great lakes water resources ice cover
Great Lakes Water Resources: Ice Cover
  • Likely to decrease
  • Days with ice cover will decline
  • Thickness of ice will decline
slide19

Potential Climate Change Impacts

Health Impacts

Weather-related Mortality

Infectious Diseases

Air Quality-Respiratory Illnesses

Agriculture Impacts

Crop yields

Irrigation demands

Climate Changes

Forest Impacts

Change in forest composition

Shift geographic range of forests

Forest Health and Productivity

Temperature

Precipitation

Water Resource Impacts

Changes in water supply

Water quality

Increased competition for water

Sea Level Rise

Impacts on Coastal Areas

Erosion of beaches

Inundate coastal lands

Costs to defend coastal communities

Species and Natural Areas

Shift in ecological zones

Loss of habitat and species

human health
Human Health
  • Water quality (e.g., drinking water)
  • Water-borne diseases
  • Impacts from extreme events
  • Heat stress
  • Air quality
waterborne diseases
Waterborne Diseases
  • Rainfall and runoff are related to site-specific waterborne disease outbreaks
  • 51% of waterborne disease outbreaks were preceded by extreme precipitation events
  • Outbreaks due to surface water contamination showed the strongest association
  • Association between rainfall and disease is important for water managers, public health officials, and risks assessors

Source: Curriero et al. (2001)

slide22

Rivers in the Great Lakes Region Will Also be Affected

  • Stream & river flow into the lakes will likely change.
  • Inland rivers that are primarily snowmelt driven may have earlier peaks
  • as a result of less snow and more rain.
  • Changes in summer flows will depend on how increased precipitation is
  • balanced by evapotranspiration within watersheds.
water ecology
Water Ecology
  • Warmer water likely to create environment more susceptible to invasions by non-native species
  • Runoff of excess nutrients into lakes and rivers is likely
    • coupled with warmer temperatures, likely to stimulate growth of algae
    • will deplete the water of oxygen to the detriment of other living things
  • Declining lake levels are likely to cause large impacts to distribution of wetlands
quality of life
Quality of Life
  • Likely shift in recreational activities
  • Cold-season recreation will be reduced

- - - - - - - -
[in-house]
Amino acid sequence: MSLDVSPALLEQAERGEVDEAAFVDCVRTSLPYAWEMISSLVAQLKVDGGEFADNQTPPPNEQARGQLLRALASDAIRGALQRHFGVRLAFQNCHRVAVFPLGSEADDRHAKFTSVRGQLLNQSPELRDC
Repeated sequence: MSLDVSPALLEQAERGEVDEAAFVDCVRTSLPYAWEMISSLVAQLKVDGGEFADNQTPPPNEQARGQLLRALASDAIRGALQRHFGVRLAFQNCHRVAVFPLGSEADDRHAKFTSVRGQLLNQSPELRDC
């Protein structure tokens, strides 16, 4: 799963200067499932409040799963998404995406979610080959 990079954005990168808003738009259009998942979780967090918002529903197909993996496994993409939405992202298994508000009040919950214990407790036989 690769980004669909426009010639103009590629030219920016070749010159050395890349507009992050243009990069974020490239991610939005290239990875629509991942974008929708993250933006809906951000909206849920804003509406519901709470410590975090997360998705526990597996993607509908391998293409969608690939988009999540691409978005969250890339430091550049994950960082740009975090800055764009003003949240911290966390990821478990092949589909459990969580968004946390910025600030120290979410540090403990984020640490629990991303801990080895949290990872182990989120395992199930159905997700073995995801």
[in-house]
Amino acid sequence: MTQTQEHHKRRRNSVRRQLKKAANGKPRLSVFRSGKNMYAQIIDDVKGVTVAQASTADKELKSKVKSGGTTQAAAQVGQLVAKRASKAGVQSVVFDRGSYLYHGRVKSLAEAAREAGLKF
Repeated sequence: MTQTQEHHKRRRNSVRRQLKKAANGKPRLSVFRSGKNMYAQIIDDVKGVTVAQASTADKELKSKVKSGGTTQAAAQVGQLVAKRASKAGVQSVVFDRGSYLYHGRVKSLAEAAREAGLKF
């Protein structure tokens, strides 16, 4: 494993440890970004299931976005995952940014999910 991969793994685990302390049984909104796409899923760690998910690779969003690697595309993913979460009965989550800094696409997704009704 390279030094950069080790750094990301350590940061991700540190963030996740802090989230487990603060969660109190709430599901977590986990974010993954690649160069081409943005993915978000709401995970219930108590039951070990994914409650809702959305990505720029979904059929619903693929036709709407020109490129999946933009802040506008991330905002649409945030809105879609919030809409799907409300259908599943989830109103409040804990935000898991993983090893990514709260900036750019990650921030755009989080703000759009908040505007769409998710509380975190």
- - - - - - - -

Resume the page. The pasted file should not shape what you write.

• skiing
    • Snowmobiling
    • ice skating
    • ice fishing
  • Warm-season recreation will increase
    • swimming
    • hiking
    • golf
  • Warm-season recreation likely to be affected by excessive heat
slide25

Impacts in Climate Change on Fruit Production

in the Great Lakes Region: 2025-2034

Lake-modified regions surrounding Lake Michigan will experience:

  • moderate increase in growing season length
  • decrease in the frequency of subfreezing temperatures
  • important growth stages for perennials (e.g., commercial fruit trees) will occur earlier
agriculture extreme weather events
Agriculture: Extreme Weather Events
  • Droughts and floods can result in large yield reductions
    • Example: Weather conditions during growing season are primary factor in corn and soybean yields
  • Severe droughts cause yield reductions of over 30%
    • Example: Drought of 1988
loss of habitat for brown trout from a doubling of co 2 2050
Loss of Habitat for Brown Trout from a Doubling of CO2 - 2050

Not included

in analysis *

1-49% Loss

50-100% Loss

* Dual screening criteria used for inclusion: 1) Thermal modeling predicts

suitability and 2) Fish presence in 10% or more of State’s water bodies.

GFDL Climate Change Scenario

Source: EPA, 1995

slide28

EPA Assessments Already Informing Stakeholder Decisions About Adaptation

The Great Lakes Regional Assessment team has hosted workshops to evaluate how assessment findings can inform decision processes.

  • Great Lakes Water Levels (March 2001)

- Loss of a foot of carrying capacity on a 1000 foot vessel leaves 3240 tons behind @ 50 trips per year results in revenue loss for 162,000 tons

  • Fisheries & Aquatic Ecosystems (June 2001)
  • Forests and Terrestrial Ecosystems (TBA)
  • Winter Recreation (TBA)
  • Agricultural Productivity (TBA)
slide30

Contact Information

Dr. Joel D. Scheraga

National Program Director

Phone: (202) 564-3385

Email: Scheraga.Joel@epa.gov

Mr. John Furlow

Phone: (202) 564-3388

Email: Furlow.John@epa.gov